A similar thing happens with my weight. I am not very overweight, and so people assume it is easy for me. “It would be nice to be skinny like that and able to eat anything.” Hello?! The two do not necessarily go together. I am at the gym four days a week, ride a bicycle 9 miles each workday, and practice scrupulous portion control and lowfat cooking.

    So yes, I am not currently much overweight, but I struggle a great deal to stay there. I appreciate that other folks do all that I do and still can’t quite keep the weight off, so I don’t judge others. And I wish they would not judge me, by assuming that I don’t struggle.

    And a lot of folks struggle to be able to sit in the church pew each Sunday, too.

    It makes me sad when people tell me that they can’t come to church because of their problems, many on your list (and resultant feelings of unworthiness), because I know they would be among peers if they would make the effort to walk through the door.

    Comment by Naismith — August 21, 2006 @ 4:05 am

  2. Good points Naismith. Other people saying you can’t possibly understand them is another interesting manifestation of the same problem of everyone thinking their problems are different than everyone else’s. Sounds like you are on the right track, thanks for sharing.

    Comment by Jacob — August 21, 2006 @ 8:31 am

  3. Some years ago while serving in a calling which hears confessions, a man committed a grevious sin which deeply hurt his wife and children. Along with the sin there was a good deal of arrogance, flippancy, and disregard to anyones feelings but his own. He showed no interest in repentance. This was a well known situation in our stake and he was looked upon as a very vile human being and a heap of ill feelings were generated toward him. I had some myself. One night he showed up at the church and wanted to talk to me. We sat down in the office and within just a moment or two I had a most interesting experience. I was filled with compassion, concern, and love for him (and I hadn’t even liked him much before the sin). It was as though I could see his eternal spirit. I sensed the love that God had for him. I consider this to have been a gift from the Lord and no reflection of some great charity that I had developed within myself. This did not mean I minimized his current sinful condition or became ‘soft on sin’. A few weeks later I got a call from his mother, whom I did not know. She wept and described her son to me in the same way that the spirit allowed me to see him that day in the office. I realized that that is how I see my own children. I see their eternal souls and when they make mistakes or sin or have weakness – none of that takes away my vision of their eternal soul. So, Jacob, you asked for strategies we have developed…well, this is mine. I try to ask myself “how would I feel about that person if they were my own child.” I find that helps me be less condemning and more understanding.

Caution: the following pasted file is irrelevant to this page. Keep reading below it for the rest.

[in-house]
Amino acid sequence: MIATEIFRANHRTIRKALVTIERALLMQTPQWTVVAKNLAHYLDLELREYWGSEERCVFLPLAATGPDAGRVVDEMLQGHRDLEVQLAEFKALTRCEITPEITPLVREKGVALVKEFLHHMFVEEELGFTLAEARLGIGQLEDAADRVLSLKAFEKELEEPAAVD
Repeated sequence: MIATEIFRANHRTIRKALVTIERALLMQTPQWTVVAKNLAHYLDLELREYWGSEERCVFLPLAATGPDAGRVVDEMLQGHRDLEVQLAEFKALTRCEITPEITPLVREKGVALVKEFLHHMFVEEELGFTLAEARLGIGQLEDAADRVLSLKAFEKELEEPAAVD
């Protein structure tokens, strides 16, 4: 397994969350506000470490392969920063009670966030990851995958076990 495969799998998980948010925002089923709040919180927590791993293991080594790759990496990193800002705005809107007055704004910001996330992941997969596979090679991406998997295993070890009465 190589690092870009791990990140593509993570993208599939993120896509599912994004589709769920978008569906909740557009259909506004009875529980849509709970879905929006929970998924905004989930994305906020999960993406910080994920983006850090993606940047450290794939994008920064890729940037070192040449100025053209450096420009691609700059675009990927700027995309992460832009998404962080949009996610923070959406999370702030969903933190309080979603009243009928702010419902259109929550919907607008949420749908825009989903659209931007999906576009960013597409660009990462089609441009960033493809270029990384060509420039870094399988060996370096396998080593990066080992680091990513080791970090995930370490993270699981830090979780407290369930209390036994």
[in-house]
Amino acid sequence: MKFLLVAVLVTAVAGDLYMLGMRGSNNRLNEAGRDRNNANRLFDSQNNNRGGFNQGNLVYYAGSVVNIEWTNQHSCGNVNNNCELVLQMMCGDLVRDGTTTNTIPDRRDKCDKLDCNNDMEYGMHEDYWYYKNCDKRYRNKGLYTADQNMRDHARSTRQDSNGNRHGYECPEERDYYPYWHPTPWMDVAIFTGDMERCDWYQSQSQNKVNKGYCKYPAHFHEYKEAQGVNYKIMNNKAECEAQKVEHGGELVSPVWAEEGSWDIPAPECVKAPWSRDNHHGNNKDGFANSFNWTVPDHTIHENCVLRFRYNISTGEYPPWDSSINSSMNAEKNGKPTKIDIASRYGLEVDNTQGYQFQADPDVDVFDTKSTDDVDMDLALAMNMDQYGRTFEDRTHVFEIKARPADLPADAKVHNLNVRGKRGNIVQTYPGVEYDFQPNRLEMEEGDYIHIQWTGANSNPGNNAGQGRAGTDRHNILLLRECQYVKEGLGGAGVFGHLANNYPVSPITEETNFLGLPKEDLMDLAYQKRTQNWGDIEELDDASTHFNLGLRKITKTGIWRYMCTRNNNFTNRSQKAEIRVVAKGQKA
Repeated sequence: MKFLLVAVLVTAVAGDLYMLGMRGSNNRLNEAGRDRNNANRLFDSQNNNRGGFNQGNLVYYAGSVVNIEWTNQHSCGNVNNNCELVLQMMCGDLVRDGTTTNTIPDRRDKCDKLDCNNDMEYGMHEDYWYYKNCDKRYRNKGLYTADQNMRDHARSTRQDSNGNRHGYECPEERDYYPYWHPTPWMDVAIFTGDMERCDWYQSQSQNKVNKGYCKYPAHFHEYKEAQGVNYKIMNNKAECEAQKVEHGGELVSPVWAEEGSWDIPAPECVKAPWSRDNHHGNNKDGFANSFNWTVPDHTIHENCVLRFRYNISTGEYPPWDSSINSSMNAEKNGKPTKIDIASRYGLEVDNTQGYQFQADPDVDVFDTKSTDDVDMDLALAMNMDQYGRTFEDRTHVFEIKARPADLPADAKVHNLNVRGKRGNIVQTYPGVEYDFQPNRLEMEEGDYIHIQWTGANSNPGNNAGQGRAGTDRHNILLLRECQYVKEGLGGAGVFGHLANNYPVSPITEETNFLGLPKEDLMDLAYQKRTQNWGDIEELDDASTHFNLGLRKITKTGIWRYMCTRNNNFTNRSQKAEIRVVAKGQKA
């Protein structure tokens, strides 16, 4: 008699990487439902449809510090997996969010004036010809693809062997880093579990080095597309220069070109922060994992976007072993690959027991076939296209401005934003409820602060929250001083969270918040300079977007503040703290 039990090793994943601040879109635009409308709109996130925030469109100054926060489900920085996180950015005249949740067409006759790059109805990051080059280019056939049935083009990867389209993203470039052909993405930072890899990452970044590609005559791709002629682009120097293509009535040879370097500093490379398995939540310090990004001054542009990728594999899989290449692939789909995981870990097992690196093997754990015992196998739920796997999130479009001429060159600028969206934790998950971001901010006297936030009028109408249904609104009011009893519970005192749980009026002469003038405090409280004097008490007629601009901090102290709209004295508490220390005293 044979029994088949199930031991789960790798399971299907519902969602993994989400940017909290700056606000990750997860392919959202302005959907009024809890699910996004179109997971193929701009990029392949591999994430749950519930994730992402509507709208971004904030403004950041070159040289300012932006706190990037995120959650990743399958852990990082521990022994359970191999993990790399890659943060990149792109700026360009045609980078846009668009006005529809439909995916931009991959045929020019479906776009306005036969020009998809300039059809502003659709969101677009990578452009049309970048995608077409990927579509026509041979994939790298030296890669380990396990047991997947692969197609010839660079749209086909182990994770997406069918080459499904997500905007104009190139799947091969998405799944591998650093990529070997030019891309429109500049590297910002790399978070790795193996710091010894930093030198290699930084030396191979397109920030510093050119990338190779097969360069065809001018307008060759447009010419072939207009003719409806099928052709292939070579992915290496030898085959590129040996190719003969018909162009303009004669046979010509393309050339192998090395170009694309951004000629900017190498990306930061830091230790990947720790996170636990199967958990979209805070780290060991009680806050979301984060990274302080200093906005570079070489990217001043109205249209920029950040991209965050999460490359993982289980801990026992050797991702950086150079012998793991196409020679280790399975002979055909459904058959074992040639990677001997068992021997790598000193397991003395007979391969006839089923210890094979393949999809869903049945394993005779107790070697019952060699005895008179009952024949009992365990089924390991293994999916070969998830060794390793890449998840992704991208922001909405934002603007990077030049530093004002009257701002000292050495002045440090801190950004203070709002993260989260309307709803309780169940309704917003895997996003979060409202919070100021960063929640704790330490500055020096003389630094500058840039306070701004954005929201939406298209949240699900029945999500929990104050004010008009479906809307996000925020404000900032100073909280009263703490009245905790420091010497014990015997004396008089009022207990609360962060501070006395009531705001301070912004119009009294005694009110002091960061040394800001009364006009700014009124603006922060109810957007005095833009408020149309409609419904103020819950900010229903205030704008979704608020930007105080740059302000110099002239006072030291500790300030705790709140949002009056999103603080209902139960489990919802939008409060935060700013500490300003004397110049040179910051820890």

Comment by Hal H. — August 21, 2006 @ 9:46 am

  4. Interesting post Jacob. I’ve appreciated the comments too.

    I’m afraid I fall into this type of thinking quite easily. I’ll be interested to hear more strategies to deal with this.

    Comment by Kristen J — August 21, 2006 @ 4:21 pm